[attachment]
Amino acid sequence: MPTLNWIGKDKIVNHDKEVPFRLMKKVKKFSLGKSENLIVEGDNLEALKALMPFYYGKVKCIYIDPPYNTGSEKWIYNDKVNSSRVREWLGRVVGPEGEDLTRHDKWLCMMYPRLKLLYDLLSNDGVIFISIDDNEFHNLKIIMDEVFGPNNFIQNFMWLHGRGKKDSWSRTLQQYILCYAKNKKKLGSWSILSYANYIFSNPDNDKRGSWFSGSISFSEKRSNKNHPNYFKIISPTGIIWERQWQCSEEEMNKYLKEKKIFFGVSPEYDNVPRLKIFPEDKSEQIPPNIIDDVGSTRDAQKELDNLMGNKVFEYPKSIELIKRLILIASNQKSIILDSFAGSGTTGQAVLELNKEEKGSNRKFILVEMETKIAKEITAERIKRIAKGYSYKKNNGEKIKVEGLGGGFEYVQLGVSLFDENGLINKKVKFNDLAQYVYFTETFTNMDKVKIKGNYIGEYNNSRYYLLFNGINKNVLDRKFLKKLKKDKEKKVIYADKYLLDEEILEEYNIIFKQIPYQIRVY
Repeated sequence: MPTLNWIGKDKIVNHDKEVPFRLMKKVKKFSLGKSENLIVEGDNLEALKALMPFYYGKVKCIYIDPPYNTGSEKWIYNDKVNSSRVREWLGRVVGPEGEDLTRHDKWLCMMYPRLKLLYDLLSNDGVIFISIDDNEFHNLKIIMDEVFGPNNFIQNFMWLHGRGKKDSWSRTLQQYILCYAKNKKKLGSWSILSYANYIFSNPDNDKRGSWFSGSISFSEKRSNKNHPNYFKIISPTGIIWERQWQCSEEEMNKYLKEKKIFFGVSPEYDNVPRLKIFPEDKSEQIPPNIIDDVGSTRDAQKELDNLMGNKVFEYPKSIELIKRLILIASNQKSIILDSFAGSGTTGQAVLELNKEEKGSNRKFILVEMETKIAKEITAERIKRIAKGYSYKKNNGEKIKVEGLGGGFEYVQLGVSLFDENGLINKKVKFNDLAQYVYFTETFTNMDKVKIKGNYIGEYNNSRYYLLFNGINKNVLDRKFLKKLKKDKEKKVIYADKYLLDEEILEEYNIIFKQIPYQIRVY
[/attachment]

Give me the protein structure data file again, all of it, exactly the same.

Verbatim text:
Amino acid sequence: MPTLNWIGKDKIVNHDKEVPFRLMKKVKKFSLGKSENLIVEGDNLEALKALMPFYYGKVKCIYIDPPYNTGSEKWIYNDKVNSSRVREWLGRVVGPEGEDLTRHDKWLCMMYPRLKLLYDLLSNDGVIFISIDDNEFHNLKIIMDEVFGPNNFIQNFMWLHGRGKKDSWSRTLQQYILCYAKNKKKLGSWSILSYANYIFSNPDNDKRGSWFSGSISFSEKRSNKNHPNYFKIISPTGIIWERQWQCSEEEMNKYLKEKKIFFGVSPEYDNVPRLKIFPEDKSEQIPPNIIDDVGSTRDAQKELDNLMGNKVFEYPKSIELIKRLILIASNQKSIILDSFAGSGTTGQAVLELNKEEKGSNRKFILVEMETKIAKEITAERIKRIAKGYSYKKNNGEKIKVEGLGGGFEYVQLGVSLFDENGLINKKVKFNDLAQYVYFTETFTNMDKVKIKGNYIGEYNNSRYYLLFNGINKNVLDRKFLKKLKKDKEKKVIYADKYLLDEEILEEYNIIFKQIPYQIRVY
Repeated sequence: MPTLNWIGKDKIVNHDKEVPFRLMKKVKKFSLGKSENLIVEGDNLEALKALMPFYYGKVKCIYIDPPYNTGSEKWIYNDKVNSSRVREWLGRVVGPEGEDLTRHDKWLCMMYPRLKLLYDLLSNDGVIFISIDDNEFHNLKIIMDEVFGPNNFIQNFMWLHGRGKKDSWSRTLQQYILCYAKNKKKLGSWSILSYANYIFSNPDNDKRGSWFSGSISFSEKRSNKNHPNYFKIISPTGIIWERQWQCSEEEMNKYLKEKKIFFGVSPEYDNVPRLKIFPEDKSEQIPPNIIDDVGSTRDAQKELDNLMGNKVFEYPKSIELIKRLILIASNQKSIILDSFAGSGTTGQAVLELNKEEKGSNRKFILVEMETKIAKEITAERIKRIAKGYSYKKNNGEKIKVEGLGGGFEYVQLGVSLFDENGLINKKVKFNDLAQYVYFTETFTNMDKVKIKGNYIGEYNNSRYYLLFNGINKNVLDRKFLKKLKKDKEKKVIYADKYLLDEEILEEYNIIFKQIPYQIRVY